There are various types of Japanese swords because they changed with the times. In the Kamakura (1185–1333) and Nanboku-cho (14th century) periods, when fighting on horseback was the norm, swords were very long, with blade lengths of approximately 70 to 90 cm, allowing for single-handed strikes. From the Sengoku period (1467-1615), samurai fought on foot, so it became important to be able to draw the sword quickly, leading to swords with slightly shorter blades of about 60 cm becoming mainstream. Often, a good sword that had been passed down from generation to generation could be shortened and reused rather than making a new sword.

Lined up like this, you can see the difference in length and curve.

When a sword is shortened, the name of the swordsmith engraved on the tang (the part of the sword covered by the handle) gets cut off. It is extremely rare to find an old Japanese sword that is the original length and still retains the swordsmith’s name.

Some swords have the swordsmith’s name engraved, some do not.

Sword Basics: The Blade Pattern Is Beautiful!

One of the points that determine the beauty of a Japanese sword is the wavy pattern on the blade, called “hamon.” If the temperature during firing is uneven, the strength of the sword may be compromised or the pattern may be uneven, reducing the value of the sword as a work of art. On the other hand, a sword with a dynamic blade pattern can also be viewed as a piece of art.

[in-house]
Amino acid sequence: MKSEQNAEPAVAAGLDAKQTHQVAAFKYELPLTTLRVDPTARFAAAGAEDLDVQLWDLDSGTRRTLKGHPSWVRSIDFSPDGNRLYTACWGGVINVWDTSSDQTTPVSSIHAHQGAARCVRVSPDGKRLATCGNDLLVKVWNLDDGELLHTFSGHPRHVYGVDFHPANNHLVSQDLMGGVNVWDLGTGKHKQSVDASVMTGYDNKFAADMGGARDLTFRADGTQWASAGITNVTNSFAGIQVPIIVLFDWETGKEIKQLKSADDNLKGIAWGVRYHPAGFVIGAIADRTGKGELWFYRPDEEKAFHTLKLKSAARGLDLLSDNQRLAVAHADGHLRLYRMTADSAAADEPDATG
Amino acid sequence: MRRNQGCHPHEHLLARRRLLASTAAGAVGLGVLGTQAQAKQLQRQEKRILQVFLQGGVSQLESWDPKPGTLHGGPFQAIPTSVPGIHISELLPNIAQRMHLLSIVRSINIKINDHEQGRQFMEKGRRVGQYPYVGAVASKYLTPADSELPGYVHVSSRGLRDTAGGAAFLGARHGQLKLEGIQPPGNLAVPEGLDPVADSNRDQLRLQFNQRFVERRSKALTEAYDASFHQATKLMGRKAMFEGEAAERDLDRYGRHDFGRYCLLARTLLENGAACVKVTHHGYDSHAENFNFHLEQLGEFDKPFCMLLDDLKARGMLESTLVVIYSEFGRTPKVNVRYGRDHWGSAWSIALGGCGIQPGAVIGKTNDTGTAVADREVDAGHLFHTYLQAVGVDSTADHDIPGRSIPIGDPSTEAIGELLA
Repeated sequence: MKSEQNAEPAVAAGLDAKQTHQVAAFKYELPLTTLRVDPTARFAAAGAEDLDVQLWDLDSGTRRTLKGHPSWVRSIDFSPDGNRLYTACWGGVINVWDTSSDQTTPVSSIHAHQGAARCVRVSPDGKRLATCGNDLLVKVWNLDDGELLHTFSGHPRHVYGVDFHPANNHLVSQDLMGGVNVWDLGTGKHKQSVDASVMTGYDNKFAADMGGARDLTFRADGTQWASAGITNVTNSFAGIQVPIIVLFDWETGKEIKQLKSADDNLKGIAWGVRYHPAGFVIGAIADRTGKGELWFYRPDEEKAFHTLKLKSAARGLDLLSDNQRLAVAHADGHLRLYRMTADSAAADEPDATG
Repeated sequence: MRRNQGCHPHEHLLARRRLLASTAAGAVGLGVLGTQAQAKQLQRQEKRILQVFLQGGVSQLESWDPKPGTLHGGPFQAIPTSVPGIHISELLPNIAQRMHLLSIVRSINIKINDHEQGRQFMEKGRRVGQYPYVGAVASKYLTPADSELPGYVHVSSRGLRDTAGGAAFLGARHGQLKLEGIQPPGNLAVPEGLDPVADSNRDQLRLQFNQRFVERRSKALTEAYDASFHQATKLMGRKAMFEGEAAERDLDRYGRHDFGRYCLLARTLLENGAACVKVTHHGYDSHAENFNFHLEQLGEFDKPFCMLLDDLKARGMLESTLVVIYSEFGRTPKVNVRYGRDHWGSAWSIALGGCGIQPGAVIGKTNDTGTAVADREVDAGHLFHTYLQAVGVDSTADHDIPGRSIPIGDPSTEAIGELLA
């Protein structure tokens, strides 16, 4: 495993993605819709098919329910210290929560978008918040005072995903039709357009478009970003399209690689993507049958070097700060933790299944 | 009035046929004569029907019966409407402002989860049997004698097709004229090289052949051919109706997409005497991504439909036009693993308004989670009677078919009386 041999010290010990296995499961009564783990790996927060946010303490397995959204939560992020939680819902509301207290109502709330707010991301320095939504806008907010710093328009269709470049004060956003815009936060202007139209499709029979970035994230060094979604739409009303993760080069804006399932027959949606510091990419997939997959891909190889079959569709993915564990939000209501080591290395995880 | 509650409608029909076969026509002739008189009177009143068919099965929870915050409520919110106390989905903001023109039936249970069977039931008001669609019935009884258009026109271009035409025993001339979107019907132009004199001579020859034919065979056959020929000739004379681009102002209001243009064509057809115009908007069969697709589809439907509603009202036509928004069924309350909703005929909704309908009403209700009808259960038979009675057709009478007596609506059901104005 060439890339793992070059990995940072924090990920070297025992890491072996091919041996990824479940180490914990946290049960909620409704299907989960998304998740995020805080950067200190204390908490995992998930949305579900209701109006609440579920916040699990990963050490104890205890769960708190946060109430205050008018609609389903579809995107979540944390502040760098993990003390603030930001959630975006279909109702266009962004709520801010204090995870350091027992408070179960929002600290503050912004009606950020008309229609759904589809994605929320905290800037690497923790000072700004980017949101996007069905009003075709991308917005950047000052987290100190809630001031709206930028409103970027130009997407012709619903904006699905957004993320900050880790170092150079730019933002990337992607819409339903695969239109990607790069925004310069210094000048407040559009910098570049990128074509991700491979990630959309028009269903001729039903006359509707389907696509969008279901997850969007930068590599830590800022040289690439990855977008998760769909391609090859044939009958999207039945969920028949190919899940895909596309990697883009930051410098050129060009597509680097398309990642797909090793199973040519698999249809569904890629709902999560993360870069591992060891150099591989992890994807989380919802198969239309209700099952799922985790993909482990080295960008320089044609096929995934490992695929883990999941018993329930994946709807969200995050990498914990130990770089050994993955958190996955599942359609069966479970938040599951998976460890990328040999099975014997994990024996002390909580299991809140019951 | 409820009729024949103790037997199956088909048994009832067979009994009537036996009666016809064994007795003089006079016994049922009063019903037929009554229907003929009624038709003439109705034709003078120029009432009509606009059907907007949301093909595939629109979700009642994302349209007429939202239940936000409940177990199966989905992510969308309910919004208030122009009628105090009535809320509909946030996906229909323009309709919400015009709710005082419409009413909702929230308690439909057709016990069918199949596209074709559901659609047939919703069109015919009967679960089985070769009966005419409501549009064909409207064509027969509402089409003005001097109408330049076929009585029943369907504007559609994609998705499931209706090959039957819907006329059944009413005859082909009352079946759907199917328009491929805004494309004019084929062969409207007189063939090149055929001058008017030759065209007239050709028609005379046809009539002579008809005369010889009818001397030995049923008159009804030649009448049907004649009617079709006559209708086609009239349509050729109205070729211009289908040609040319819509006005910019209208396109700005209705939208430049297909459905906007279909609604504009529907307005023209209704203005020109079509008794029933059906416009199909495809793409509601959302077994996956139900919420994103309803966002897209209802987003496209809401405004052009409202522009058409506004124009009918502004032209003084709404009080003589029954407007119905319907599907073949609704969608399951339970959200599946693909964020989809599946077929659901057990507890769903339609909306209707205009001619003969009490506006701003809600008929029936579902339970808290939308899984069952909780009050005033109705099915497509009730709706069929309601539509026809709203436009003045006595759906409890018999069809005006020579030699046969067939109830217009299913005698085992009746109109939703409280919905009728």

(Left) Blade pattern (Right) Marei looking at the blade pattern by holding the side of the blade up to the light.

Sword Basics: The Details Are Breathtaking!

What makes a sword valuable as a work of art are the condition of the sword, the carvings on the blade, the blade pattern, the tsuba, the finish of the sheath, the metal collar that holds the sword in its sheath, and the decoration on the handle, called menuki. For example, the sword (wakizashi) shown in the photo below is engraved with Sanskrit characters on one side and a dragon on the other. It is said that it is meant to protect the owner. If you look closely, you can see that the dragon scales are carved in three dimensions, not in a simple pattern.

A Japanese sword made by Living National Treasure AMADA Shoji, with blade decorations by famous carver YANAGIMURA Senju.
Beautifully carved tsuba, menuki in the shape of a dragon or shrimp, and gold collars (habaki).

I was completely captivated by Japanese swords, which were made 700 years ago but still look as shiny as new!

Mr. Tadashi SHONO, CEO, on the left, and Mr. Naoki SHONO, Director, on the right.

Reader’s Present

Care Tool Set

A “Care Tool Set” will be presented to all sword purchasers! Terms and conditions of the gift: Present this article to the staff at Ginza Seiyudo with your smartphone when purchasing a real sword. The “Care Tool Set” present period is until the end of December 2024. Please note that the present will end when the stock runs out.

Ginza Seiyudo

http://world.seiyudo.com/ (English)
Tokyo Kotsu Kaikan 2F, 2-10-1 Yurakucho, Chiyoda-ku, Tokyo
Google Maps: https://maps.app.goo.gl/ZCCvT5peQuTrcEWm9
Access : Yurakucho Station, Ginza-itchome Station, Ginza Station, Hibiya Station